How to change the value of a Dropdown in #Unity UI without firing event
Recently I've been working with Unity UI, and its event system. This system is seemingly user-friendly in the sense that components have event fields where we put scripts that will do the work. This is already off-standard (bad practice): the GUI button should not be bound to the logic that it does. Instead, something else that does the logic should subscribe to the event of the button, and that thing that does the work should have a field to know which button it takes events from. In that way we can have reusable UI prefabs that are unrelated to any logic.
Intermediate Advanced Mercurial tips: Game Development perspective
Mercurial (Hg) is a powerful and sleek distributed version control system. It's quick and gives you the ability to do anything you'd ever want with source control. I have yet to come across a feature from the competing DVCS that you cannot do in Hg, and easier and quicker. It is an extendible platform; because it provides a base command set while more advanced commands have to be explicitly enabled. It is made to be user friendly, and makes sure you know what you're doing. Some user-made extensions can even be downloaded online and can become a part of your standard workflow. With that said, which extensions to choose and where to use them becomes a user's preference. Over the years, it seems Hg has integrated a large part of best extensions into the core distribution and all you have to do is enable them. The installation of other extensions is really simple; you just place a Python file somewhere and point to it in a config file.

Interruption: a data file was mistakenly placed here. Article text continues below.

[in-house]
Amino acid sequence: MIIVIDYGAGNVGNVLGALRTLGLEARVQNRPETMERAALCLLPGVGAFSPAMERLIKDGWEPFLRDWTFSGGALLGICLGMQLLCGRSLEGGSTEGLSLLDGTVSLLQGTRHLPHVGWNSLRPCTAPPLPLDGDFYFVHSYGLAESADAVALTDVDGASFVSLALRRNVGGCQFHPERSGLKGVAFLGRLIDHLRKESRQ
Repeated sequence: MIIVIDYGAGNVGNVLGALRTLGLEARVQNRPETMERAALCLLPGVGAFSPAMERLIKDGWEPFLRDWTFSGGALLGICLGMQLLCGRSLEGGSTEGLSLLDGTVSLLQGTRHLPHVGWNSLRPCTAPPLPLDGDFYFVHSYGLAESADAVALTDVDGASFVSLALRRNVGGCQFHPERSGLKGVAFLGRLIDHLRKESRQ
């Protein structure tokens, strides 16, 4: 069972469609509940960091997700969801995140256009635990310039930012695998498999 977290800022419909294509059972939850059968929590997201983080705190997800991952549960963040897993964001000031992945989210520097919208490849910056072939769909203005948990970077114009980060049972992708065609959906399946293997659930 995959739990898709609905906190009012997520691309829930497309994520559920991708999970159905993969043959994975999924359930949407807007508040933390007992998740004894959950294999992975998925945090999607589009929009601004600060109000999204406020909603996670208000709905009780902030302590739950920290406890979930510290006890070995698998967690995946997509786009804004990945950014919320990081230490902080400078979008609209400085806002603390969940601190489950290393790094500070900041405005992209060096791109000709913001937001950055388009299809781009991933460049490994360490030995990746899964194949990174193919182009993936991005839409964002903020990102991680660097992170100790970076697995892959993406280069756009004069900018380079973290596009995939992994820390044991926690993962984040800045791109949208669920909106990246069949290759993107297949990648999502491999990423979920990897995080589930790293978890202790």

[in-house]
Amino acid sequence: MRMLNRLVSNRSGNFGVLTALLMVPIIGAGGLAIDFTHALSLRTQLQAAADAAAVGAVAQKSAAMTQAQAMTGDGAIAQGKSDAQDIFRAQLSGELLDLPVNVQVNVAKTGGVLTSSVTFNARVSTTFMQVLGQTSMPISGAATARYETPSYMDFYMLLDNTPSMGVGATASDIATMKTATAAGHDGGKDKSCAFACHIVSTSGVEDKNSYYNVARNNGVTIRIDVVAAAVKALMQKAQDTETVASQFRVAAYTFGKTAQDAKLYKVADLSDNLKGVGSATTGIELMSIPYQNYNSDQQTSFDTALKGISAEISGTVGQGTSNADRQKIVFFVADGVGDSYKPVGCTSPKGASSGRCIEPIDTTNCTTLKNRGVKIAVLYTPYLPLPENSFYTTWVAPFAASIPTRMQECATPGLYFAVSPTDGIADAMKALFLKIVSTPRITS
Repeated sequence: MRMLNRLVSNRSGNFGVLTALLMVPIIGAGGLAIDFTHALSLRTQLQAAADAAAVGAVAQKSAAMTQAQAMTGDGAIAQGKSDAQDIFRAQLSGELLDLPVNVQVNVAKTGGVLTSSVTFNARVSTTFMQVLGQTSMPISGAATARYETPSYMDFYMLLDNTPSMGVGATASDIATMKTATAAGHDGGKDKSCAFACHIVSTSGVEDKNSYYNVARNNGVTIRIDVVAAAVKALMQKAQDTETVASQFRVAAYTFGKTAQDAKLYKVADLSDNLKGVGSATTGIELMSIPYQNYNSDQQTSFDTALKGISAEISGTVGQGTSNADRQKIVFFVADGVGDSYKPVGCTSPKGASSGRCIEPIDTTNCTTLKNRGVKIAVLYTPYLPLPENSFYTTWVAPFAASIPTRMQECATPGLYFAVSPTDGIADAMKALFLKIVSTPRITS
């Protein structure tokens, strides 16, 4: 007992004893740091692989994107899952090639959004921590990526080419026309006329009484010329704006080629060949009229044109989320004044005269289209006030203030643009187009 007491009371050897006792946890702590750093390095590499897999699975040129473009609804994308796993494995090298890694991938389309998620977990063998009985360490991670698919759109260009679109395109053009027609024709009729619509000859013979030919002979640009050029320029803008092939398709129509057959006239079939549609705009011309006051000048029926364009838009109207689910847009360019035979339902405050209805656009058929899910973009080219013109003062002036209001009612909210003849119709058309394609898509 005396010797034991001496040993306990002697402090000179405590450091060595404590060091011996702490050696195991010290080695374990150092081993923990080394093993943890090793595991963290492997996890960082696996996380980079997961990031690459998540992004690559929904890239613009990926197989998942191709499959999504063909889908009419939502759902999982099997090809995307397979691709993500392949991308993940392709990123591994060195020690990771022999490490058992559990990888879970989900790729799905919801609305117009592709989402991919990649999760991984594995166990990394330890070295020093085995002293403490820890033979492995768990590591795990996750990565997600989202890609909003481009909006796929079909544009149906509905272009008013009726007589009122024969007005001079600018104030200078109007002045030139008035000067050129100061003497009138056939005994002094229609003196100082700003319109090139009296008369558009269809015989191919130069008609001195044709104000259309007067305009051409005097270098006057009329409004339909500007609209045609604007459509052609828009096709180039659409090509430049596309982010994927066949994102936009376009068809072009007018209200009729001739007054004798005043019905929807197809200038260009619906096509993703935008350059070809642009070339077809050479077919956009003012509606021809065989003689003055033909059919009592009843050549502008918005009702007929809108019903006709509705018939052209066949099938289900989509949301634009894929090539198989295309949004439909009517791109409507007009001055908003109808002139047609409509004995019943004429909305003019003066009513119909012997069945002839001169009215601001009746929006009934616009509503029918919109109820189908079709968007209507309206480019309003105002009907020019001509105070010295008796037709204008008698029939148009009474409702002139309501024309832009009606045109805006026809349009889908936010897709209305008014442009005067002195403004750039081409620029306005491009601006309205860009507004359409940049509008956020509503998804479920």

Tips for publishing on Unity Asset Store
If you are thinking about publishing your own Unity extension, I can give you some tips.
How to set up Source Tree with Code Compare and Unity Yaml
Today's article is going to be about a complicated topic that often gets overlooked in Game Development: Source Control. We will focus on my favorite tools: Unity Engine, Mercurial (Distributed Version Control System), SourceTree (as GUI for Mercurial) and CodeCompare (as external tool to merge files). Some of these combinations are not really well documented, so rather than rehashing documentation on my blog I will post my solution which I believe is optimal and unique.